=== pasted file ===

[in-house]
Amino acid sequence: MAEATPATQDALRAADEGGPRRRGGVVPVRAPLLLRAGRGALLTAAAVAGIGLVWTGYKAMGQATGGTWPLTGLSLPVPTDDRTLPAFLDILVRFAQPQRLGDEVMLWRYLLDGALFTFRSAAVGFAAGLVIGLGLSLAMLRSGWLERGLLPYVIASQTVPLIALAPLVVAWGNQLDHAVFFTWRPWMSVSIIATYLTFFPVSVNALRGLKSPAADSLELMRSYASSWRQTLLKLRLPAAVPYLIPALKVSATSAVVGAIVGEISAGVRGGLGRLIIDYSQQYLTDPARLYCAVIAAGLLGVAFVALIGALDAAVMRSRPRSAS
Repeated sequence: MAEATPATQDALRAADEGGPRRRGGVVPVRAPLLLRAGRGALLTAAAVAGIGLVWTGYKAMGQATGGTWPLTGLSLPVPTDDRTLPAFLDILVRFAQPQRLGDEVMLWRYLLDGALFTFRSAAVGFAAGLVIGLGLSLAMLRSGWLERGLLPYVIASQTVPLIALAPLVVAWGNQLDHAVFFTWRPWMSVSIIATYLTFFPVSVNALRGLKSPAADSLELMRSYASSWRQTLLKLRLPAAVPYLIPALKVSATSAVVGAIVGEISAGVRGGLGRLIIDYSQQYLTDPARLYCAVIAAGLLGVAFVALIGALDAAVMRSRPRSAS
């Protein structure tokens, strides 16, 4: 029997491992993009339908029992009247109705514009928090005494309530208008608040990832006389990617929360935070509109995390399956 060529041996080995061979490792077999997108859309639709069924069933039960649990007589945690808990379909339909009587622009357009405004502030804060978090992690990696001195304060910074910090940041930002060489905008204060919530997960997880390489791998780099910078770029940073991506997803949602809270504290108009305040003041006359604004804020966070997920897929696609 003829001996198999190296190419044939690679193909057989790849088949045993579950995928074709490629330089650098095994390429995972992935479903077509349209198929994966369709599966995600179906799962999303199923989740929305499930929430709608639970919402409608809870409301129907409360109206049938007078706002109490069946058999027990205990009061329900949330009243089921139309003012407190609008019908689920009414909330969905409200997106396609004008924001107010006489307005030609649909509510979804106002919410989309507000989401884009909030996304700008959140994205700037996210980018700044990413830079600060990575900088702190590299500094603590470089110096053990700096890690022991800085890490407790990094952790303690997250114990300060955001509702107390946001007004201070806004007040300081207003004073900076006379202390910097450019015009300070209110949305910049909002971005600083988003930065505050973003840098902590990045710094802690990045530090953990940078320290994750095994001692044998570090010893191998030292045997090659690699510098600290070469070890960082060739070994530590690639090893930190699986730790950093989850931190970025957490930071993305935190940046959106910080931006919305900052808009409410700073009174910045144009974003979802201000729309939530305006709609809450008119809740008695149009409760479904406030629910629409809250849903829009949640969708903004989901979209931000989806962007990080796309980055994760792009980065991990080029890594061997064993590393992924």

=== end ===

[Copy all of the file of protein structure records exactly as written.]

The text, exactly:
[in-house]
Amino acid sequence: MAEATPATQDALRAADEGGPRRRGGVVPVRAPLLLRAGRGALLTAAAVAGIGLVWTGYKAMGQATGGTWPLTGLSLPVPTDDRTLPAFLDILVRFAQPQRLGDEVMLWRYLLDGALFTFRSAAVGFAAGLVIGLGLSLAMLRSGWLERGLLPYVIASQTVPLIALAPLVVAWGNQLDHAVFFTWRPWMSVSIIATYLTFFPVSVNALRGLKSPAADSLELMRSYASSWRQTLLKLRLPAAVPYLIPALKVSATSAVVGAIVGEISAGVRGGLGRLIIDYSQQYLTDPARLYCAVIAAGLLGVAFVALIGALDAAVMRSRPRSAS
Repeated sequence: MAEATPATQDALRAADEGGPRRRGGVVPVRAPLLLRAGRGALLTAAAVAGIGLVWTGYKAMGQATGGTWPLTGLSLPVPTDDRTLPAFLDILVRFAQPQRLGDEVMLWRYLLDGALFTFRSAAVGFAAGLVIGLGLSLAMLRSGWLERGLLPYVIASQTVPLIALAPLVVAWGNQLDHAVFFTWRPWMSVSIIATYLTFFPVSVNALRGLKSPAADSLELMRSYASSWRQTLLKLRLPAAVPYLIPALKVSATSAVVGAIVGEISAGVRGGLGRLIIDYSQQYLTDPARLYCAVIAAGLLGVAFVALIGALDAAVMRSRPRSAS
């Protein structure tokens, strides 16, 4: 029997491992993009339908029992009247109705514009928090005494309530208008608040990832006389990617929360935070509109995390399956 060529041996080995061979490792077999997108859309639709069924069933039960649990007589945690808990379909339909009587622009357009405004502030804060978090992690990696001195304060910074910090940041930002060489905008204060919530997960997880390489791998780099910078770029940073991506997803949602809270504290108009305040003041006359604004804020966070997920897929696609 003829001996198999190296190419044939690679193909057989790849088949045993579950995928074709490629330089650098095994390429995972992935479903077509349209198929994966369709599966995600179906799962999303199923989740929305499930929430709608639970919402409608809870409301129907409360109206049938007078706002109490069946058999027990205990009061329900949330009243089921139309003012407190609008019908689920009414909330969905409200997106396609004008924001107010006489307005030609649909509510979804106002919410989309507000989401884009909030996304700008959140994205700037996210980018700044990413830079600060990575900088702190590299500094603590470089110096053990700096890690022991800085890490407790990094952790303690997250114990300060955001509702107390946001007004201070806004007040300081207003004073900076006379202390910097450019015009300070209110949305910049909002971005600083988003930065505050973003840098902590990045710094802690990045530090953990940078320290994750095994001692044998570090010893191998030292045997090659690699510098600290070469070890960082060739070994530590690639090893930190699986730790950093989850931190970025957490930071993305935190940046959106910080931006919305900052808009409410700073009174910045144009974003979802201000729309939530305006709609809450008119809740008695149009409760479904406030629910629409809250849903829009949640969708903004989901979209931000989806962007990080796309980055994760792009980065991990080029890594061997064993590393992924």